Xavier Herbert

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Xavier Herbert
Xavier Herbert.PNG
1 April 1938, the day he received news of winning the Sesquicentenary Library Prize
Born (1901-05-15)15 May 1901
Geraldton, WA, Australia
Died 10 November 1984(1984-11-10) (aged 83)
Alice Springs, NT, Australia
Pen name Xavier Herbert, E. Norden, Alfred Jackson, Herbert Astor[1]
Occupation Author
Nationality Australian

Xavier Herbert (15 May 1901 – 10 November 1984) was an Australian writer best known for his Miles Franklin Award-winning novel Poor Fellow My Country (1975). He is considered one of the elder statesmen of Australian literature. He is also known for short story collections and his autobiography Disturbing Element.[1][2]

Herbert was born Alfred Jackson in Geraldton, Western Australia, in 1901, the illegitimate son of Amy Victoria Scammell and Benjamin Francis Herbert, a Welsh-born engine driver. He was registered at birth as Alfred Jackson, son of John Jackson, auctioneer, with whom his mother had already had two children. Before writing he worked many jobs in Western Australia and Victoria; his first job was in a pharmacy at the age of fourteen. He studied pharmacy at Perth Technical College and was registered as a pharmacist on 21 May 1923 as Alfred Xavier Herbert. He moved to Melbourne, and in 1935 enrolled at the University of Melbourne to study medicine. He started his writing career writing short stories for the popular magazine and newspaper market, publishing under a range of pseudonyms, the most common being Herbert Astor.[2]

He did not publish his first book, Capricornia, until 1938. Capricornia was in part based on Herbert's experiences as Protector of Aborigines in Darwin, though it was written in London between 1930 and 1932.

The 1940s and 1950s were a relatively lean time for Herbert in terms of publication. He released Seven Emus (1959).[2][1] In the 1960s he published two books, before the release of Poor Fellow My Country (1975), as well as a short story collection. Poor Fellow My Country is the longest Australian novel.[3]

Herbert was well known for his outspoken views on indigenous issues. He was a great champion of Aboriginal peoples,[3][4] particularly those living in missions in Queensland and the Northern Territory. In his personal life he was considered difficult, and his wife Sadie said it was a choice between having children and looking after Xavier.[3] Aware of his own mythology, he frustrated biographers by telling unreliable stories about his life and past.[2]

In 1977 the artist Ray Crooke painted a Portrait of Xavier Herbert followed in 1980 by a Portrait of Sadie Herbert. Professor Emeritus Laurie Hergenhan discusses the story behind the creation of these artworks, and another portrait by Crooke of Sir Zelman Cowen, in "A Tale of Three Portraits."[5] Xavier Herbert died in 1984, aged 83.[6]

Published works[edit]

  • Capricornia (1938)
  • Seven Emus (1959)
  • Soldiers' Women (1961)
  • Disturbing Element (1963) – Autobiography
  • Larger than Life (1963) – Collection of Short Stories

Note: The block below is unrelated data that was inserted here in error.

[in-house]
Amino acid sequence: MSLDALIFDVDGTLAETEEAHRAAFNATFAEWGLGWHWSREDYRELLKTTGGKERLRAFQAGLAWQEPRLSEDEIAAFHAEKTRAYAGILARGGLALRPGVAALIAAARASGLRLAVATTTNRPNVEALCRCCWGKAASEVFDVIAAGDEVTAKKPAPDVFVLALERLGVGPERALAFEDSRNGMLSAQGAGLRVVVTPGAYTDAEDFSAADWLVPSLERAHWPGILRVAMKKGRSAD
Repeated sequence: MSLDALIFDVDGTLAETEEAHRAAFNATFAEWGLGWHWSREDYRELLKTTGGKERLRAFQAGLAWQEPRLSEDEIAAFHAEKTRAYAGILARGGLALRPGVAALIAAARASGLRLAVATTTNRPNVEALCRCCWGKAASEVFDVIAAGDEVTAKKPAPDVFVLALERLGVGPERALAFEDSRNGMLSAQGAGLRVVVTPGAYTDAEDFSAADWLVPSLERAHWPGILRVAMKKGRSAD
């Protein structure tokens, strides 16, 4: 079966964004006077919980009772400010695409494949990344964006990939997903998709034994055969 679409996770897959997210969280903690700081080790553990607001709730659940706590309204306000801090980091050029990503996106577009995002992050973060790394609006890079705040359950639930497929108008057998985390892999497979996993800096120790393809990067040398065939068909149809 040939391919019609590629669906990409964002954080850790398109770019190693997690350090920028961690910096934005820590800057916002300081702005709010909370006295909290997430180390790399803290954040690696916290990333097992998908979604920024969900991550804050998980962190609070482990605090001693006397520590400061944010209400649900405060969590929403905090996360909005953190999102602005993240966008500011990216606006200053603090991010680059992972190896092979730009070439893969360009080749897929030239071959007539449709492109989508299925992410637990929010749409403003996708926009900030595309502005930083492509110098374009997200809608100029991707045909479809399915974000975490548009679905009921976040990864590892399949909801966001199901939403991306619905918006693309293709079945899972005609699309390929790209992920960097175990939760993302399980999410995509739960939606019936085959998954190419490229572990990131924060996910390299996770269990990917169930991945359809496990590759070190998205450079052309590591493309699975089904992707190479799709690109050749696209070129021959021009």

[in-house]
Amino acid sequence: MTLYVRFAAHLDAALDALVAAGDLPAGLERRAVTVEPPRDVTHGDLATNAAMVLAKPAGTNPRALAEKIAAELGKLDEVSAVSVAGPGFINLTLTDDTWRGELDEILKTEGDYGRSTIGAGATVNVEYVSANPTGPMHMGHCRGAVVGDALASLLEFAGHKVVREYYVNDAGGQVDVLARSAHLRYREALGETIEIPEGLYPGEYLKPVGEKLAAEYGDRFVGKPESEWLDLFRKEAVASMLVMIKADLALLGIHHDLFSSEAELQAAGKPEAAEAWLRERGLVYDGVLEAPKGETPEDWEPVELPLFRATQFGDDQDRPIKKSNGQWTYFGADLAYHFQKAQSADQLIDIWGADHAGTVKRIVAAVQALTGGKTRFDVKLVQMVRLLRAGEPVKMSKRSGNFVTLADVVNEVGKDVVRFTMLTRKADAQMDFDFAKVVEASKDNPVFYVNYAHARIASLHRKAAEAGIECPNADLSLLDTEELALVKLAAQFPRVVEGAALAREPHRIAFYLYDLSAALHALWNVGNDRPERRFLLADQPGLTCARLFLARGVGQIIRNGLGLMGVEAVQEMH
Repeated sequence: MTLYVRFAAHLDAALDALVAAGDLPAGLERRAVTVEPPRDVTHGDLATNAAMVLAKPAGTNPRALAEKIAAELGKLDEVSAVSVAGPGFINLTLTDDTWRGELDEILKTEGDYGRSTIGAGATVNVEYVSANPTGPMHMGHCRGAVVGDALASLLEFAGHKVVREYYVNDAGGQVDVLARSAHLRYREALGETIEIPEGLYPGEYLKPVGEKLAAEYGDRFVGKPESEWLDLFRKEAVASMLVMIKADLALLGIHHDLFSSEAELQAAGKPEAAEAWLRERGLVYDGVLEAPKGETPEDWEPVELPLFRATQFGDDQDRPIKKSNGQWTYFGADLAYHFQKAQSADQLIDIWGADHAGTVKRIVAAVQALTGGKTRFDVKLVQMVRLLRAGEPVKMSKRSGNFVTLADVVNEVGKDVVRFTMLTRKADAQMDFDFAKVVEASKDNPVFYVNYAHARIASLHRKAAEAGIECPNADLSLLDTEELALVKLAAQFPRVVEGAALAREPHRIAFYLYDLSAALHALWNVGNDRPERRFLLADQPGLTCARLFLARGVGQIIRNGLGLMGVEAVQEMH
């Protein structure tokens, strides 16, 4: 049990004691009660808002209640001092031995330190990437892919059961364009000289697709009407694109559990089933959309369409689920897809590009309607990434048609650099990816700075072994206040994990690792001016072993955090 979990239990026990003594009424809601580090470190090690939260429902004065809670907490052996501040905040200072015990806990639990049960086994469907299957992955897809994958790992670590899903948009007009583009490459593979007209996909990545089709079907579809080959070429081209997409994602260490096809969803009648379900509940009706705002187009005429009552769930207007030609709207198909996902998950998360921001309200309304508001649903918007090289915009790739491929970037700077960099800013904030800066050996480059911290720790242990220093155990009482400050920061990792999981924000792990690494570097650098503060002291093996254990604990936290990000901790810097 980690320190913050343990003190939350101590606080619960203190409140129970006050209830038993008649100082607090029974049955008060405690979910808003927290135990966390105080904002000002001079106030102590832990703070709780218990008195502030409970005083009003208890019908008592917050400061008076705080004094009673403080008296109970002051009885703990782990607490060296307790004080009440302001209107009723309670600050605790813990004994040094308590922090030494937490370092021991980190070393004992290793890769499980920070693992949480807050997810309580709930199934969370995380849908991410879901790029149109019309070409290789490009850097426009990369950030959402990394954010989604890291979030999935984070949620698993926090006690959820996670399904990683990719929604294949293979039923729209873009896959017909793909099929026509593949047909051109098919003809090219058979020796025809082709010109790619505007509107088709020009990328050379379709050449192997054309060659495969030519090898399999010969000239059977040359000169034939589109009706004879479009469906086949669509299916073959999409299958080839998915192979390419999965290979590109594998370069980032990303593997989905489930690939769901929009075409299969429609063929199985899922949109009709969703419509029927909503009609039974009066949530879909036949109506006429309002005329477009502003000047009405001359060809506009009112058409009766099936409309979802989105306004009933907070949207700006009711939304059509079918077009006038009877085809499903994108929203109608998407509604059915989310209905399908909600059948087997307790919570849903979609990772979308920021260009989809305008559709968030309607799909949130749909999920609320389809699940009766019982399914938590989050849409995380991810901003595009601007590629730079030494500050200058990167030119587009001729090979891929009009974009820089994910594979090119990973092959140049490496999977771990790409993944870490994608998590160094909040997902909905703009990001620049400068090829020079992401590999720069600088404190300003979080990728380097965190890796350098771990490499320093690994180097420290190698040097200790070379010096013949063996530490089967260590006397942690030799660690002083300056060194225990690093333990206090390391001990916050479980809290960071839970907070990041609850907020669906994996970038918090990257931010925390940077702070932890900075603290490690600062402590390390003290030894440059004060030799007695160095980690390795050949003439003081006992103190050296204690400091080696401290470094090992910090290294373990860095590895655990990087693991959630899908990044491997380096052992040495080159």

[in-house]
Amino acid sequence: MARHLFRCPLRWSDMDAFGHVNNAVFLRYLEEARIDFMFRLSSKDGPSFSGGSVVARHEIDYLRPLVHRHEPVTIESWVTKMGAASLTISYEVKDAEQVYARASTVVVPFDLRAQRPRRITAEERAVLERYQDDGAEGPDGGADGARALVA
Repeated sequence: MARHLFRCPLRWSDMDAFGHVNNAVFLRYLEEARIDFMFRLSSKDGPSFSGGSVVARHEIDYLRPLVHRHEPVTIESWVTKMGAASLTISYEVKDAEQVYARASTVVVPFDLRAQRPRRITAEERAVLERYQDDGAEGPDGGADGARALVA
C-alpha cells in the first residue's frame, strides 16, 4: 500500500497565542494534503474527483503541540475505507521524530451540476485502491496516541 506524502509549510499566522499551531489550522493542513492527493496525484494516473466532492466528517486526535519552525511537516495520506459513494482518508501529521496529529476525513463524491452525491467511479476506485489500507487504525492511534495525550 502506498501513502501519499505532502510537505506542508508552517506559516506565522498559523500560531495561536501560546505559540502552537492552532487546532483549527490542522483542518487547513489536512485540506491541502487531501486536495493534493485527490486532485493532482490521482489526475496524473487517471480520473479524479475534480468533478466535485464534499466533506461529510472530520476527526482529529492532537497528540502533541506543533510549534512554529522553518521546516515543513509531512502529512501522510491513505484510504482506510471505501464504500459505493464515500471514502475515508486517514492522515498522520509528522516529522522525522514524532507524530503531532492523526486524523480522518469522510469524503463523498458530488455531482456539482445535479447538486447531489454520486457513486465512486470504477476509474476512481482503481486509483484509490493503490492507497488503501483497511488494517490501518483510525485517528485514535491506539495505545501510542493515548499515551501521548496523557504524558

• Poor Fellow My Country (1975) – Miles Franklin Award Winner, 1975[7] [8]
  • South of Capricornia (1990) – Edited by Russel McDougal – Collection of Short Stories
  • Xavier Herbert (1992) – Edited by Frances de Groen and Peter Pierce – Collection of Short Stories
  • Letters (2002) – Edited by Frances De Groen, Laurie Hergenhan[9]
  • Letters from Xavier Herbert, 1980–1983 (unpubl.), By Peggy Hayes[10]

References[edit]

  1. ^ a b c "Xavier Herbert". Austlit. Association for the Study of Australian Literature. 2002. Retrieved 17 July 2013. 
  2. ^ a b c d McDougall, Russell (2007). "Herbert, Albert Francis Xavier (1901–1984)". Australian Dictionary of Biography 17. Melbourne: Melbourne University Publishing. Retrieved 17 July 2013. 
  3. ^ a b c 18 October 2004 (18 October 2004). "Xavier Herbert". ABC. Retrieved 12 July 2013.
  4. ^ 31 May 2006 (31 May 2006). "Remembering Herbert". Eureka Street. Retrieved 12 July 2013.
  5. ^ Hergenhan, Laurie (July 2013). "A Tale of Three Portraits". Fryer Folios: 7–9. Retrieved 3 December 2014. 
  6. ^ "OBITUARY.". The Canberra Times (ACT : 1926 - 1995) (ACT: National Library of Australia). 12 November 1984. p. 7. Retrieved 3 December 2014. 
  7. ^ "The Sydney Morning Herald – Google News Archive". News.google.com. 28 April 1976. Retrieved 23 March 2012. 
  8. ^ http://www.theaustralian.com.au/arts/review/xavier-herberts-poor-fellow-my-country-republished-for-40th-anniversary/story-fn9n8gph-1227137219946?nk=fd501c7ede8e3c9c49f7e98c5dc3d168
  9. ^ Herbert, Xavier (2002). Francis de Groen & Laurie Hergenhan, ed. Letters. St Lucia, Qld: University of Queensland Press. p. 490. ISBN 0-7022-3309-9. Retrieved 19 August 2013. 
  10. ^ Hayes, Peggy. Letters from Xavier Herbert, 1980–1983 [manuscript]. National Library of Australia. Retrieved 19 August 2013. Manuscript reference no.: NLA MS 9116 

Xavier Herbert biographies[edit]

  • Xavier Herbert: A Biography – Frances de Groen (1998)

Xavier Herbert literary criticism[edit]

  • A Long and Winding Road: Xavier Herbert's Literary JourneySean Monahan (2003) – Review

External links[edit]